Technical Reports


Croup is a common viral illness affecting 80,000 children annually in Canada. Between 7-31% of children seen in an ED for croup are admitted to hospital due to health care provider apprehension. However, over 60% of children with croup experience mild symptoms that can be safely managed at home. Emerging evidence suggests that initiatives targeting healthcare consumers (i.e., patients, parents, families) can inform decision making and shape treatment expectations. Previous research demonstrates that innovative media are superior to traditional standard health sheets for transferring information to consumers. The purpose of this project was to develop, refine, and test the usability of a whiteboard animation video for parents about childhood croup. Parents rated the tools highly across all usability items, suggesting that creative tools developed using multi-method development processes can help facilitate the uptake of health information in parents.

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Characterized by vomiting, fever, abdominal pain and diarrhea, acute gastroenteritis (AGE) is a common illness in pediatric populations. In Canada, pediatric AGE accounts for 200,000 emergency visits, 20,000 hospital admissions, and 30 deaths a year. Yet, there continues to be significant practice variations in the treatment of AGE. Knowledge translation (KT) can help close the research-practice gap. In particular, art and stories are powerful mediums that cut across age, culture, language, literacy, and gender barriers. The purpose of this study was to work with parents to develop an e-Book and whiteboard animation video for parents on pediatric AGE. Using a multi-method research process, we developed a 2 minute 57 second video and 39-page e-Book for pediatric AGE. Both tools underwent usability testing with parents in three Canadian emergency department waiting rooms in urban, rural, and remote regions. Focus groups were also conducted with parents in each of the three regions. Overall, parents felt that digital and paper-based KT tools would be beneficial knowledge dissemination mediums. Our study showed that parents positively rated an e-Book and whiteboard animation video for pediatric AGE. These findings demonstrate how working together with key stakeholders can facilitate the development of KT tools for parents that are usable, relevant, and increase parental confidence. Furthermore, the type of KT tool developed is an important decision that may depend on parental preferences as well as when and where parents access the tools.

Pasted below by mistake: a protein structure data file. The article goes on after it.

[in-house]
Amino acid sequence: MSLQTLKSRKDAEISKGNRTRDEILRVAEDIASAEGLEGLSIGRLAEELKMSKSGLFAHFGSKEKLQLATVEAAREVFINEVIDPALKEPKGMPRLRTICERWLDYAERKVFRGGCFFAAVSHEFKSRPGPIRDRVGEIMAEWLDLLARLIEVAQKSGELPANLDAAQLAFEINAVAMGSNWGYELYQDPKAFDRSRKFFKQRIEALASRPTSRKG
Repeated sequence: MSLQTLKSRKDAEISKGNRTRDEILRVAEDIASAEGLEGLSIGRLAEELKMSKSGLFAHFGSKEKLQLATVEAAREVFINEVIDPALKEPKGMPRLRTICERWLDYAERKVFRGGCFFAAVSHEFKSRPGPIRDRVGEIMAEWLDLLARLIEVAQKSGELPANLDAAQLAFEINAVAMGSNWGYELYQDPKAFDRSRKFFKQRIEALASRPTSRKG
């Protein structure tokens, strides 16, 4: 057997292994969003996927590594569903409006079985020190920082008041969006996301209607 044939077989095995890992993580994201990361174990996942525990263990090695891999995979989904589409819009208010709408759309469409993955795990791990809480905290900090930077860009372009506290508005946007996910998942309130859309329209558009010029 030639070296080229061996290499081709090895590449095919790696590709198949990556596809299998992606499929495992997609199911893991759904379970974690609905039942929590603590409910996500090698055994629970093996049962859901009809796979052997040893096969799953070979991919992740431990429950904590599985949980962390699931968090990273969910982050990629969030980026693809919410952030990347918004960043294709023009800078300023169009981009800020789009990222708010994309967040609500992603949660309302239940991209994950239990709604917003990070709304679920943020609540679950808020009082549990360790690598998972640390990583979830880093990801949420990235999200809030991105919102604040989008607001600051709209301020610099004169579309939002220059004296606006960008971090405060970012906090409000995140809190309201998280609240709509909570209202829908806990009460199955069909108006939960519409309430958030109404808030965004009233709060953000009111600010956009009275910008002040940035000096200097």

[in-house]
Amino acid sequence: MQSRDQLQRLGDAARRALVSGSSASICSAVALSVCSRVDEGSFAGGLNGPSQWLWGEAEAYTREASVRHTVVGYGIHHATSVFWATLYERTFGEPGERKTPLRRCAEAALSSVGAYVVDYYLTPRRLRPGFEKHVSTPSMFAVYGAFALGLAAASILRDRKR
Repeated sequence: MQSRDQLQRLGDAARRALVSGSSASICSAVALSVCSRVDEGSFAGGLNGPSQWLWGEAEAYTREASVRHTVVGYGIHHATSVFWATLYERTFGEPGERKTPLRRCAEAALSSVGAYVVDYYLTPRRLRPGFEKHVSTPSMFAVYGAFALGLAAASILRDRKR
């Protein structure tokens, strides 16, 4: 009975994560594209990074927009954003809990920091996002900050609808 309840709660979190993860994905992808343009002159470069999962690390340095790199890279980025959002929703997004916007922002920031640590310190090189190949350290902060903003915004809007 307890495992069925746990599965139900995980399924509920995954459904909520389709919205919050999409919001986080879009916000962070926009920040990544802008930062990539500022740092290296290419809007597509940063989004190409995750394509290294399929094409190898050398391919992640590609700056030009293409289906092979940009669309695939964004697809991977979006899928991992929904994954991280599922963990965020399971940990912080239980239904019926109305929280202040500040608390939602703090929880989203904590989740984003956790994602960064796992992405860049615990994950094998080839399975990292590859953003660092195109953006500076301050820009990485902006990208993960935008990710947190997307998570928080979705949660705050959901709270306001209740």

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Fever is defined as an elevated body temperature greater or equal to 38 degrees celsius when measured via the ear canal. It is a common bodily response in children and is typically a benign process that is self-limiting. However, fever can be an anxiety provoking event for some parents because their child can look unwell and become irritable as a result. Past attempts at translating medical knowledge about fever and its management strategies into parent-friendly formats exist; however, parent misperceptions about definition and management persist despite these educational tools.

Our research team employs patient engagement techniques to develop resources for parents to enhance the uptake of complex medical knowledge. First, our research group conducts qualitative interviews and knowledge synthesis of the literature. Following analysis, salient themes are used to develop a script and skeleton for our videos and infographics, respectively. Employing this same process, this paper discusses the development and usability testing of two digital tools for fever. Prototypes for the video and infographic were tested by parents in urban and remote emergency department (ED) waiting rooms. A total of 58 surveys were completed by parents. Overall, parents rated both the fever video and infographic favourably, suggesting that patient engaged research methods and digital formats are mediums that can facilitate knowledge transfer.